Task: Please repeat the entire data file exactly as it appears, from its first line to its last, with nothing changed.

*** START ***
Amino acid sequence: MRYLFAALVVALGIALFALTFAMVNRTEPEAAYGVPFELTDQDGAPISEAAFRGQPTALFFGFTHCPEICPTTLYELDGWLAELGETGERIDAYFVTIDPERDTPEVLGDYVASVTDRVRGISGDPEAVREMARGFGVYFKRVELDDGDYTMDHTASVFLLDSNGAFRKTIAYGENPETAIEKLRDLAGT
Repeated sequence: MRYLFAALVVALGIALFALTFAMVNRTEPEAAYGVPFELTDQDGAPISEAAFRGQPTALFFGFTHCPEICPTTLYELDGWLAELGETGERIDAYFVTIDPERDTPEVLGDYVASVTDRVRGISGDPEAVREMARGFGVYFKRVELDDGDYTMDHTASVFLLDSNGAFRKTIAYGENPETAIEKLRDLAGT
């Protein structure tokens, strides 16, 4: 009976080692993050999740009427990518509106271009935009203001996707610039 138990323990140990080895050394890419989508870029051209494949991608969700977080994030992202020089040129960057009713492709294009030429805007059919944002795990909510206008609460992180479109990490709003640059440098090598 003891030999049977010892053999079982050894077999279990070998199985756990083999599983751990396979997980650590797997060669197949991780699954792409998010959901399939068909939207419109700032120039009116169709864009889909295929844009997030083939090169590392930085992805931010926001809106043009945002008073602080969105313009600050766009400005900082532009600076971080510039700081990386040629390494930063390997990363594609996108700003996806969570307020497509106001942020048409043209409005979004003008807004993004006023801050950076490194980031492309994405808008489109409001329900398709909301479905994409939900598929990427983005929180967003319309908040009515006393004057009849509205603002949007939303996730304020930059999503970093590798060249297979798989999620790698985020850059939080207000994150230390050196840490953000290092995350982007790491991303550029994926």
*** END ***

Amino acid sequence: MRYLFAALVVALGIALFALTFAMVNRTEPEAAYGVPFELTDQDGAPISEAAFRGQPTALFFGFTHCPEICPTTLYELDGWLAELGETGERIDAYFVTIDPERDTPEVLGDYVASVTDRVRGISGDPEAVREMARGFGVYFKRVELDDGDYTMDHTASVFLLDSNGAFRKTIAYGENPETAIEKLRDLAGT
Repeated sequence: MRYLFAALVVALGIALFALTFAMVNRTEPEAAYGVPFELTDQDGAPISEAAFRGQPTALFFGFTHCPEICPTTLYELDGWLAELGETGERIDAYFVTIDPERDTPEVLGDYVASVTDRVRGISGDPEAVREMARGFGVYFKRVELDDGDYTMDHTASVFLLDSNGAFRKTIAYGENPETAIEKLRDLAGT
């Protein structure tokens, strides 16, 4: 009976080692993050999740009427990518509106271009935009203001996707610039 138990323990140990080895050394890419989508870029051209494949991608969700977080994030992202020089040129960057009713492709294009030429805007059919944002795990909510206008609460992180479109990490709003640059440098090598 003891030999049977010892053999079982050894077999279990070998199985756990083999599983751990396979997980650590797997060669197949991780699954792409998010959901399939068909939207419109700032120039009116169709864009889909295929844009997030083939090169590392930085992805931010926001809106043009945002008073602080969105313009600050766009400005900082532009600076971080510039700081990386040629390494930063390997990363594609996108700003996806969570307020497509106001942020048409043209409005979004003008807004993004006023801050950076490194980031492309994405808008489109409001329900398709909301479905994409939900598929990427983005929180967003319309908040009515006393004057009849509205603002949007939303996730304020930059999503970093590798060249297979798989999620790698985020850059939080207000994150230390050196840490953000290092995350982007790491991303550029994926």